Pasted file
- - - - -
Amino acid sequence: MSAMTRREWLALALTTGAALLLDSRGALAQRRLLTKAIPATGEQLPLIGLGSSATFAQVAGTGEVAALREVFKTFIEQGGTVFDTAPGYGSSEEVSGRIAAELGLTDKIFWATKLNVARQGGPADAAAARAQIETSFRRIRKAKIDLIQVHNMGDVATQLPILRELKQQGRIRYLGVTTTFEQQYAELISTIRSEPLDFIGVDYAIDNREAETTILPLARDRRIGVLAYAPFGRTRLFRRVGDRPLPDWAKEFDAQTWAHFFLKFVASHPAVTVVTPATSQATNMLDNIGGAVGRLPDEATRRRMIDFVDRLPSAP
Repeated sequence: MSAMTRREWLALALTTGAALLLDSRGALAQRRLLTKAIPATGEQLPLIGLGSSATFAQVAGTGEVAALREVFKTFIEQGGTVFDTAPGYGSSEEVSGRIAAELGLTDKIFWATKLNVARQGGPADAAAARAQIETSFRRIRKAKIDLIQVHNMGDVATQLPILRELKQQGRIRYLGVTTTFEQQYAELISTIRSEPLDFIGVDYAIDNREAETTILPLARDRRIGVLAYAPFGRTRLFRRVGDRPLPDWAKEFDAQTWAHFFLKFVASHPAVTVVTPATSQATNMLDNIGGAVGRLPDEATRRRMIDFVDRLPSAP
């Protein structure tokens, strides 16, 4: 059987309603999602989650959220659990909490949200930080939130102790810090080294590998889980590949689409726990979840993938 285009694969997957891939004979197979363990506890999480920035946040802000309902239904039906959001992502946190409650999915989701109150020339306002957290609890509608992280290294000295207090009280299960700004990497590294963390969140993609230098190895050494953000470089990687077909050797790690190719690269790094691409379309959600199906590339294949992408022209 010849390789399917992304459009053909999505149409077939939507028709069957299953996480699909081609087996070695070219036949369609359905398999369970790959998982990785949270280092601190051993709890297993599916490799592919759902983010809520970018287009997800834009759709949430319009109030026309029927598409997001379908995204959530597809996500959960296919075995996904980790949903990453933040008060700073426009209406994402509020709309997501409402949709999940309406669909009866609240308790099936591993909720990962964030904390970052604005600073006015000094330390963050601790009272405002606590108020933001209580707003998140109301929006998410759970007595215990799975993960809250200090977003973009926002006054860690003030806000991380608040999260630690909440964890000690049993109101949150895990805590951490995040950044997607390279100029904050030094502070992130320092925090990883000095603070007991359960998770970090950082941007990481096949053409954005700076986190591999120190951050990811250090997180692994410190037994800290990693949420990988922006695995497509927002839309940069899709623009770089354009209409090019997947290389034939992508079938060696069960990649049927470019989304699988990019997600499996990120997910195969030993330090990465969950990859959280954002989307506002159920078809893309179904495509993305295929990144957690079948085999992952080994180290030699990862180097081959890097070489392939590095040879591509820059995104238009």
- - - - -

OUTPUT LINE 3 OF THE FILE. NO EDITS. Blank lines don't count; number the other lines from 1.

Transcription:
């Protein structure tokens, strides 16, 4: 059987309603999602989650959220659990909490949200930080939130102790810090080294590998889980590949689409726990979840993938 285009694969997957891939004979197979363990506890999480920035946040802000309902239904039906959001992502946190409650999915989701109150020339306002957290609890509608992280290294000295207090009280299960700004990497590294963390969140993609230098190895050494953000470089990687077909050797790690190719690269790094691409379309959600199906590339294949992408022209 010849390789399917992304459009053909999505149409077939939507028709069957299953996480699909081609087996070695070219036949369609359905398999369970790959998982990785949270280092601190051993709890297993599916490799592919759902983010809520970018287009997800834009759709949430319009109030026309029927598409997001379908995204959530597809996500959960296919075995996904980790949903990453933040008060700073426009209406994402509020709309997501409402949709999940309406669909009866609240308790099936591993909720990962964030904390970052604005600073006015000094330390963050601790009272405002606590108020933001209580707003998140109301929006998410759970007595215990799975993960809250200090977003973009926002006054860690003030806000991380608040999260630690909440964890000690049993109101949150895990805590951490995040950044997607390279100029904050030094502070992130320092925090990883000095603070007991359960998770970090950082941007990481096949053409954005700076986190591999120190951050990811250090997180692994410190037994800290990693949420990988922006695995497509927002839309940069899709623009770089354009209409090019997947290389034939992508079938060696069960990649049927470019989304699988990019997600499996990120997910195969030993330090990465969950990859959280954002989307506002159920078809893309179904495509993305295929990144957690079948085999992952080994180290030699990862180097081959890097070489392939590095040879591509820059995104238009």